I remember my first week as an associate home inspector, that is Massachusetts lingo for Rookie. I had traveled with seasoned veterans for about 6 months and had seen several inspections by that time, but this was only my third as a solo inspector. Usually, young home buyers would bring an older friend or relative along, not to second guess the inspector, but for moral support or perhaps to help explain some of systems on the house. In this case, the buyer came with his son, a law student at an Ivy League institution of higher learning. It didn't take me long to figure out that he was there in case the buyer needed to sue the home inspector.
Fast forward a few months. Another buyer showed up late, informed me that the vegetation I was crawling in to get under the porch was poison ivy, then vanished. He was not seen or heard from for several hours. When his Realtor finally found him, I started to share my findings about the home. Usually I do this as I go so the concerns are fresh in my mind and the buyer can ask any questions, but that was not an option on this day. However, he listened intently to my laundry list of defects and maintenance items, and followed each item with a question. "Does this mean that I can't sue you?" After three or four times, I finally responded the best way I knew how, simply by confirming that he cannot sue me, at least for the items that I had identified as marginal or defective.
There have been many other times in my time as a home inspector where I have overheard realtors advising their clients that a home inspection is important because if something is wrong with the house, you will have someone to sue. It may come to that, but I have to say that this is not the purpose of a home inspection. While I have never met Sue personally, I am quite sure that I would not like her. She sounds scary.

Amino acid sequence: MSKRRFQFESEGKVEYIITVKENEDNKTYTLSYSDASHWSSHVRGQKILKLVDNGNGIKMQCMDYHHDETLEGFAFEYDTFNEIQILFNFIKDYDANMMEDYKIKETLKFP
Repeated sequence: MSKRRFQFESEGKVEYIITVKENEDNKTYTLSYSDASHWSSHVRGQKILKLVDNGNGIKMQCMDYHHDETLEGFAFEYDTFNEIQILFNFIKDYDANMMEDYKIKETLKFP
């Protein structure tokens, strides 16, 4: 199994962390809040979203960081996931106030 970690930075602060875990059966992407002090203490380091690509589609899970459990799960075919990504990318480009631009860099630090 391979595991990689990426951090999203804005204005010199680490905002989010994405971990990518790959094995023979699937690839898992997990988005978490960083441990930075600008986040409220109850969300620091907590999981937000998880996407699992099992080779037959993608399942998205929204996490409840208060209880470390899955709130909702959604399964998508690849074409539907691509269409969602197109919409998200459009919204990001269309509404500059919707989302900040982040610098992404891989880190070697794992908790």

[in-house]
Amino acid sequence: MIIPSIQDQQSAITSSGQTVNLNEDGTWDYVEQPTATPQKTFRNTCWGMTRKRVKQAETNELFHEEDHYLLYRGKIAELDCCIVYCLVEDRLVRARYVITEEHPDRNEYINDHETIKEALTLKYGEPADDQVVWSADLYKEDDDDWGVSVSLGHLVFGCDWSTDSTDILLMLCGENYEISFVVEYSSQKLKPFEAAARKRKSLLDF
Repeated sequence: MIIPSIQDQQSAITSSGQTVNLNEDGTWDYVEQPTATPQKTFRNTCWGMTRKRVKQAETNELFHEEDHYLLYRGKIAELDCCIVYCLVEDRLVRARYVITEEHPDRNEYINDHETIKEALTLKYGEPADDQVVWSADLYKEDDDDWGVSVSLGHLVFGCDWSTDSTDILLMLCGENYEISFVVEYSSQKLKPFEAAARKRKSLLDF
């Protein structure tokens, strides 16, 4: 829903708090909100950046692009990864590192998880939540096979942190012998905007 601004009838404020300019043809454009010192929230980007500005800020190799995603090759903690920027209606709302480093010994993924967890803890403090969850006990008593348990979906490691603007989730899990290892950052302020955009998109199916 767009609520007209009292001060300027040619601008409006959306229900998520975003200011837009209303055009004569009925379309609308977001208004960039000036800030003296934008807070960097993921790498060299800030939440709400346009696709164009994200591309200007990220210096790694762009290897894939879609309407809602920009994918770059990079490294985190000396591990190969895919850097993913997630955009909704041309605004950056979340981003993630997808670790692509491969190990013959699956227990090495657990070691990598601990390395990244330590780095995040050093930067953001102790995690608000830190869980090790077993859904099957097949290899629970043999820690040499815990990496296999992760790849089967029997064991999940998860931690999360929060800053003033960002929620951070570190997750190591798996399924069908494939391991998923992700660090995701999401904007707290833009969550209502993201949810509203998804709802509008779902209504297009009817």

So if don't hire an inspector so you have someone to sue, what is an inspection really for? For starters, lets define what an inspection is. It is a visual inspection of readily accessible components of the house. We can only inspect what we can see, but that doesn't stop people from assuming that we know exactly what is happening between the exterior siding and interior drywall. It is also a snapshot in time. If your inspection is performed after 3 months of dry weather, leaks in the roof or basement may not be evident. The water stains may be present, but it may be difficult to tell if the leaks are active. Appliances that work on the day of the inspection may fail before you close, windows, doors, and walls may be damaged.
Your inspector will inspect the house, identify obvious and potential flaws, and provide you with a clearer understanding how the house works. We are also able to remove the emotion from the transaction and assess the condition honestly and objectively. We are able to do this in part because home inspectors are emotionless droids, but also because we will not be living there. We are not planning to enjoy our morning coffee on the back deck, or warming our buns by the fireplace. Therefore it much easier for us to remain objective. When we are finished, you will be better equipped to make an informed decision on what will likely be the biggest investment of your life.
So relax, interview some prospective inspectors now, before you need them, decide on one you are comfortable with, and enjoy the process.
Happy house hunting
American Bulldog Home Inspection
Watchdog for the American Dream